Creating compressed tar file, with only subset of files, remotely over SSH


I’ve successfully managed to transfer a tar file over SSH on stdout from a remote system, creating a compressed file locally, by doing something like this:

read -s sudopass
ssh [email protected] "echo $sudopass | sudo -S tar cf - '/dir'" 2>/dev/null | XZ_OPT='-6 -T0 -v' xz > dir.tar.xz

As expected this gets me a dir.tar.xz locally which is all of the remote /dir compressed.

I’ve also managed to figure out how to locally only compress a subset of files, by passing a filelist to tar with -T on STDIN:

find '/dir' -name '*.log' | XZ_OPT='-6 -T0 -v' tar cJvf /root/logs.txz -T -

My main question is: how would I go about doing the first thing (transfer plain tar remotly, then compress locally) while at the same time telling tar that I only want to do it on a specific subset of files?

When I try combining the two:

ssh [email protected] "echo $sudopass | sudo -S find '/dir' -name '*.log' | tar cf
-T -" | XZ_OPT='-6 -T0 -v' xz > cypress_logs.tar.xz

I get errors like:

tar: -: Cannot stat: No such file or directory

I feel like tar isn’t liking the fact that I’m both passing it something on STDIN as well as expecting it to output to STDOUT. Adding another - didn’t seem to help either.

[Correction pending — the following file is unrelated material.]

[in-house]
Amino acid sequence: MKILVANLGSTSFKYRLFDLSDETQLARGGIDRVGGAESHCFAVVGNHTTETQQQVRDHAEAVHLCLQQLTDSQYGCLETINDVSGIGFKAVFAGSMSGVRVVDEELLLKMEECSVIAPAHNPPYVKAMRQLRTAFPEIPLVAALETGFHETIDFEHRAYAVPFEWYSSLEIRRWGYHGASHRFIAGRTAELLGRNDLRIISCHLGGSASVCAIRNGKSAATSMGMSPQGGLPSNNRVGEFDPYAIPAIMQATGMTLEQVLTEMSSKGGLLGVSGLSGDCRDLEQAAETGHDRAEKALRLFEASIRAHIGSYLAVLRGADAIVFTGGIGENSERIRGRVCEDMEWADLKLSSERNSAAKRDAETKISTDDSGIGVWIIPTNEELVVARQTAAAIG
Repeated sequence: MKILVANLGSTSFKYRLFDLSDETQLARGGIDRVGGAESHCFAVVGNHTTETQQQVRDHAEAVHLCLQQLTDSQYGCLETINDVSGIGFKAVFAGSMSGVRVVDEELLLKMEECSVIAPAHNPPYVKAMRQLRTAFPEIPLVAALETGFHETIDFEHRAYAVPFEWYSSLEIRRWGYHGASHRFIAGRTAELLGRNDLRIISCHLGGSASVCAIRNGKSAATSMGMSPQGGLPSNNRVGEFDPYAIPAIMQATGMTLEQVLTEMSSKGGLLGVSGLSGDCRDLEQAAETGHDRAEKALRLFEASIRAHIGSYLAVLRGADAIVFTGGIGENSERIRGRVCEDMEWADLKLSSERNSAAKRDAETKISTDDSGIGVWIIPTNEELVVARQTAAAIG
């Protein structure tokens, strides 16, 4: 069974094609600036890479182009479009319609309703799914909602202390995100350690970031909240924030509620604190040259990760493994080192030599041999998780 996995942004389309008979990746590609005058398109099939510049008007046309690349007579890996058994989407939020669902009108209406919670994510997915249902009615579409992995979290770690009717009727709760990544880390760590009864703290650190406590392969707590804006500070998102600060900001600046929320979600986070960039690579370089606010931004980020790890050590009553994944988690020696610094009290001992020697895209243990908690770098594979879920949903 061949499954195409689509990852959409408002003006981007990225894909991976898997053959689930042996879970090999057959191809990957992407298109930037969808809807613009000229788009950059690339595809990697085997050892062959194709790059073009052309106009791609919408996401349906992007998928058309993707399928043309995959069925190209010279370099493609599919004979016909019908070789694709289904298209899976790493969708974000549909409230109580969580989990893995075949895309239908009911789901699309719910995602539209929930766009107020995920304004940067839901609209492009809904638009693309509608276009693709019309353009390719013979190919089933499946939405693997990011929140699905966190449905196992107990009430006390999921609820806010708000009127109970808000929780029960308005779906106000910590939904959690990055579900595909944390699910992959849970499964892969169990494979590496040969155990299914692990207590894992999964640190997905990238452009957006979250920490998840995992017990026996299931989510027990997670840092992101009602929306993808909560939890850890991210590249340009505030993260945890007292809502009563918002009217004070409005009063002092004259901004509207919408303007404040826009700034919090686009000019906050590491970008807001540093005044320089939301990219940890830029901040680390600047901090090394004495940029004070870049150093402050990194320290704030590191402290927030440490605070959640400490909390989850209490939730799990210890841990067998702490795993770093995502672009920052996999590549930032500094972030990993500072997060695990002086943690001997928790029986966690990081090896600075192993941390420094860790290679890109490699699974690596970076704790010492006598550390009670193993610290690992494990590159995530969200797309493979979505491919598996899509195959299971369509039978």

Also, as a bonus question, if anyone has a better idea on how to pass $sudopass above that would be great, since this method — while avoiding having the password in the bash history — makes the sudo password show up in the process list while it’s running.


Remember that the f option requires an argument, so when you write cf -T -, I suspect that the -T is getting consumed as the argument to f, which throws off the rest of the command line.

This works for me:

ssh [email protected] "echo $password | sudo -S find /tmp/dir -name '*.log' | tar -cf- -T-"

You could also write it like this:

ssh [email protected] "echo $password | sudo -S find /tmp/dir -name '*.log' | tar cf - -T-"

But I prefer to always use - for options, rather than legacy tar’s weird options without any prefix.

Answered By – larsks

This Answer collected from stackoverflow, is licensed under cc by-sa 2.5 , cc by-sa 3.0 and cc by-sa 4.0

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